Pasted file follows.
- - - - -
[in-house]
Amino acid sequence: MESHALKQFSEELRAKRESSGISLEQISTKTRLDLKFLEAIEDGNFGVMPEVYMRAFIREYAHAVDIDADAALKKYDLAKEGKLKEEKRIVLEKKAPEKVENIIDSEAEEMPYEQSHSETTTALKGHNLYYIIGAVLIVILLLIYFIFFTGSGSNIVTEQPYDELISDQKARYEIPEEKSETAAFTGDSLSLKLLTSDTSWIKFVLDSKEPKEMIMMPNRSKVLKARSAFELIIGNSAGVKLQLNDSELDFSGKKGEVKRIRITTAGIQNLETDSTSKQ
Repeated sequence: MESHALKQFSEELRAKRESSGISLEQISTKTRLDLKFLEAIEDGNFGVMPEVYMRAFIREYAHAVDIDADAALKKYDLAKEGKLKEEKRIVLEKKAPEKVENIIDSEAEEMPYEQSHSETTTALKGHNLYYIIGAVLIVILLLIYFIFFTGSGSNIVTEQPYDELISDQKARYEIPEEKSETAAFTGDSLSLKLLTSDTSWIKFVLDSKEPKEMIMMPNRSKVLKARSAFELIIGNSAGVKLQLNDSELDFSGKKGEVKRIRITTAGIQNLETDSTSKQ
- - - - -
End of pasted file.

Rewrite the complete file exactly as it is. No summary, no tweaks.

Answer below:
[in-house]
Amino acid sequence: MESHALKQFSEELRAKRESSGISLEQISTKTRLDLKFLEAIEDGNFGVMPEVYMRAFIREYAHAVDIDADAALKKYDLAKEGKLKEEKRIVLEKKAPEKVENIIDSEAEEMPYEQSHSETTTALKGHNLYYIIGAVLIVILLLIYFIFFTGSGSNIVTEQPYDELISDQKARYEIPEEKSETAAFTGDSLSLKLLTSDTSWIKFVLDSKEPKEMIMMPNRSKVLKARSAFELIIGNSAGVKLQLNDSELDFSGKKGEVKRIRITTAGIQNLETDSTSKQ
Repeated sequence: MESHALKQFSEELRAKRESSGISLEQISTKTRLDLKFLEAIEDGNFGVMPEVYMRAFIREYAHAVDIDADAALKKYDLAKEGKLKEEKRIVLEKKAPEKVENIIDSEAEEMPYEQSHSETTTALKGHNLYYIIGAVLIVILLLIYFIFFTGSGSNIVTEQPYDELISDQKARYEIPEEKSETAAFTGDSLSLKLLTSDTSWIKFVLDSKEPKEMIMMPNRSKVLKARSAFELIIGNSAGVKLQLNDSELDFSGKKGEVKRIRITTAGIQNLETDSTSKQ